Recently, my family and I went on vacation to Nosara, Costa Rica. What a glorious week of sun and fun mixed with the rains and mud of the “green season”. Swimming, surfing, ATV tour, horseback riding, and lots of good food and fellowship with our family and the local recovery community all made for a wondrously eventful and action packed week.
On our last morning there, on the way to the airport, we decided to have a final breakfast at a beautiful, boutique hotel called La Garta Lodge. Outside the restaurant was a sign that read, “Bad roads bring good people.” Hmmm… now there’s a thought to ponder.
One of the interesting quirks of Nosara are the roads. Unpaved, lots of bumps and curves and potholes makes for an adventure all in itself. People say, “You have to really want to be in Nosara to get there”… it’s common to pass a mixture of ATVs, horseback riders, bicyclists, walkers and even some goats traversing the muddy, bumpy road to paradise.
I remember when I first walked into the rooms of recovery. Much like the road to Nosara, my history (and my spirit) were marked by lots of bumps and bruises, detours and delays. I had fits and starts of stopping drinking and then starting again, only to arise remorseful and wracked by shame. The vehicle that is my body and spirit were pretty badly mangled.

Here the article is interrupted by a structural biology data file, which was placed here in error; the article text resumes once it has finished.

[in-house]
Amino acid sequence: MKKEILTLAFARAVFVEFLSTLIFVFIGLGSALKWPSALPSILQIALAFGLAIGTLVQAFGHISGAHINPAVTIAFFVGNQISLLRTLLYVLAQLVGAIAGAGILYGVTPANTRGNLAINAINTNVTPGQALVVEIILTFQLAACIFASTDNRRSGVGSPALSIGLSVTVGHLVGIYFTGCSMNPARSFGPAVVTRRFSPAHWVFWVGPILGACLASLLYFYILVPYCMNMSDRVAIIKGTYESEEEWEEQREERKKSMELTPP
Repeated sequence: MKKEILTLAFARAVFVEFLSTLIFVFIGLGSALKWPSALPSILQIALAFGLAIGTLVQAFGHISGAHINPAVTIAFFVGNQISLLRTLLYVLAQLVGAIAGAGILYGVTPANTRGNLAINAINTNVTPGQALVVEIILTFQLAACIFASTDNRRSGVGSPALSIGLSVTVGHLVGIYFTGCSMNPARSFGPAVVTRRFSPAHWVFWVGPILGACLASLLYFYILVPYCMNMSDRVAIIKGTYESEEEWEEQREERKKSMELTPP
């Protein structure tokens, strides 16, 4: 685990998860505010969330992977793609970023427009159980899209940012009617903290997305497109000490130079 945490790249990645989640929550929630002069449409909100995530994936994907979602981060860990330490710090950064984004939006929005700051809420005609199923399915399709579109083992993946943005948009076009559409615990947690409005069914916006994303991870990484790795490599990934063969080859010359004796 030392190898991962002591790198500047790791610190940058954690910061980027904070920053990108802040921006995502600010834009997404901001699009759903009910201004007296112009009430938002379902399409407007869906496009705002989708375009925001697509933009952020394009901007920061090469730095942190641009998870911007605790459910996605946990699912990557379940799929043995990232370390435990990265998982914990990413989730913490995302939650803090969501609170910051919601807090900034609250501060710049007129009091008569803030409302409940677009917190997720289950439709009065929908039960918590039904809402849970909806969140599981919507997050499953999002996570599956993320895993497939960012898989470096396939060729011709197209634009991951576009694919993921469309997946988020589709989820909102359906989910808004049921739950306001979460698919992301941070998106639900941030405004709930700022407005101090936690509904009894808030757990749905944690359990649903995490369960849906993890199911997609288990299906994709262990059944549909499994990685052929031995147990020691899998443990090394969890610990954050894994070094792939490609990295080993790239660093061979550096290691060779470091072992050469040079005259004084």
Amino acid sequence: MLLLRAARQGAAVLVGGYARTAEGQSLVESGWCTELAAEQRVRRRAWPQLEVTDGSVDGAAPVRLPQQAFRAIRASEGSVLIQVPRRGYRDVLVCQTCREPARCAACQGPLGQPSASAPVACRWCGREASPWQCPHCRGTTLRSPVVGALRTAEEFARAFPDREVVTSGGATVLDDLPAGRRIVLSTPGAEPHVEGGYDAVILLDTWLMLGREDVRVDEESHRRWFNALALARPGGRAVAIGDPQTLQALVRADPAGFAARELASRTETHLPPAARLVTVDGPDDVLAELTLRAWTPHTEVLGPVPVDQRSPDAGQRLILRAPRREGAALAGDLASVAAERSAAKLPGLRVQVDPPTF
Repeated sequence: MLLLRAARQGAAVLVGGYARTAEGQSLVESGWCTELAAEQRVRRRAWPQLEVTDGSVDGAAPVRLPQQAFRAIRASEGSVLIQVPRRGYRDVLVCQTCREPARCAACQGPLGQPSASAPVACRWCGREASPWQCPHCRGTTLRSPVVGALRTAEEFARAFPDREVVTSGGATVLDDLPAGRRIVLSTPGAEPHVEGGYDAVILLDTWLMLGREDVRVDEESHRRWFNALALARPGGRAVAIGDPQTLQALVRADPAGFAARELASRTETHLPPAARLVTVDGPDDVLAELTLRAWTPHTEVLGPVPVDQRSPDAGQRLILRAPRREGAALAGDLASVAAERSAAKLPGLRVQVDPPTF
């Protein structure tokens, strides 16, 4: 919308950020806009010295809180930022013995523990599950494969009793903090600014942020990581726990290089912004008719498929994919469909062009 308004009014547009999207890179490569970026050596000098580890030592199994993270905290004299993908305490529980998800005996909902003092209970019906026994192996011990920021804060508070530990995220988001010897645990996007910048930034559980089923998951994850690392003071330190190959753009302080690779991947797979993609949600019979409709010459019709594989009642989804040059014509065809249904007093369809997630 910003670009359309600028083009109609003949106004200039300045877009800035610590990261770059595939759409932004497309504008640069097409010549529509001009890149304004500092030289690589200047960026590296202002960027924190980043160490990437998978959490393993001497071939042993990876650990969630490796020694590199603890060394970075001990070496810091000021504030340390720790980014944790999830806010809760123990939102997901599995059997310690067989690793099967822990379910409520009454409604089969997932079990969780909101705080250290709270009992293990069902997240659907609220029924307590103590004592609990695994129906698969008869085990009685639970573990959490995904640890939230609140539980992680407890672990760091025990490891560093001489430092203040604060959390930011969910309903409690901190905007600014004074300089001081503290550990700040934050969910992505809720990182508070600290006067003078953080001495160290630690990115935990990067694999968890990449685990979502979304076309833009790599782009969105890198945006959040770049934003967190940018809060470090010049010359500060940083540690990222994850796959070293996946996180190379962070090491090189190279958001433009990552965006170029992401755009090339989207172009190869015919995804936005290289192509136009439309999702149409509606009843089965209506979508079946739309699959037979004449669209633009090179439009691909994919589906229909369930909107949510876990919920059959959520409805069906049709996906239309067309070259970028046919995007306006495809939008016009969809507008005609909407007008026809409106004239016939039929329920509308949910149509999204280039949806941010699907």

Walking into a recovery community filled with smiling, laughing, happy faces was an unsettling feeling for me at first. Knowing where I had come from and how I had gotten there begged the internal question for me – what in the world is there to be so happy about? After some time and lots of action I began to realize that it was, in fact, the rough and tumble journey there that mattered most. Not only did it qualify me to participate with enthusiasm, it enabled me to smile and laugh (eventually) with my fellow travelers. We ALL had bad roads that led us to each other.
Perspective is an amazing thing. I have the choice in life to dwell on the negative aspects of any journey. I also have the choice to celebrate the lessons found, and to enjoy beauty of the evolution of the human spirit. I am so eternally grateful for my muddy knees, scrapes and bruises. For only there have I found the empathy and forgiveness, not only for myself, but for those I encounter and grow with daily.
In the end, I agree with the sign. It is surely my experience as I travel the road to Happy Destiny with you, my fellow traveler. Pura Vida – meaning ‘pure life’ or ‘simple life’ is the national mantra of Costa Rica, and for today, mine as well. Let’s keep trudging… shall we?
Peace and Love.
Marsha Stone, CEO